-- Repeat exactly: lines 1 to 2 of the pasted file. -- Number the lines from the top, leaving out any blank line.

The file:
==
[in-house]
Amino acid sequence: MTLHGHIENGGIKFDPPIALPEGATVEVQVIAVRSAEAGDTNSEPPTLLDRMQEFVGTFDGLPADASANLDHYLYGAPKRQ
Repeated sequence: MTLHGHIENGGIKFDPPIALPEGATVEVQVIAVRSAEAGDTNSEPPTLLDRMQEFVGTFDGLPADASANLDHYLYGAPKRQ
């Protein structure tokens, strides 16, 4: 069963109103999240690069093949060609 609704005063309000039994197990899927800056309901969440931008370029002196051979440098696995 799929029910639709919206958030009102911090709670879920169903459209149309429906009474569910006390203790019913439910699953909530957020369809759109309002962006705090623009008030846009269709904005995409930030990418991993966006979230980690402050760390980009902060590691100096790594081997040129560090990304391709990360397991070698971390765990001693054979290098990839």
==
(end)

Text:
[in-house]
Amino acid sequence: MTLHGHIENGGIKFDPPIALPEGATVEVQVIAVRSAEAGDTNSEPPTLLDRMQEFVGTFDGLPADASANLDHYLYGAPKRQ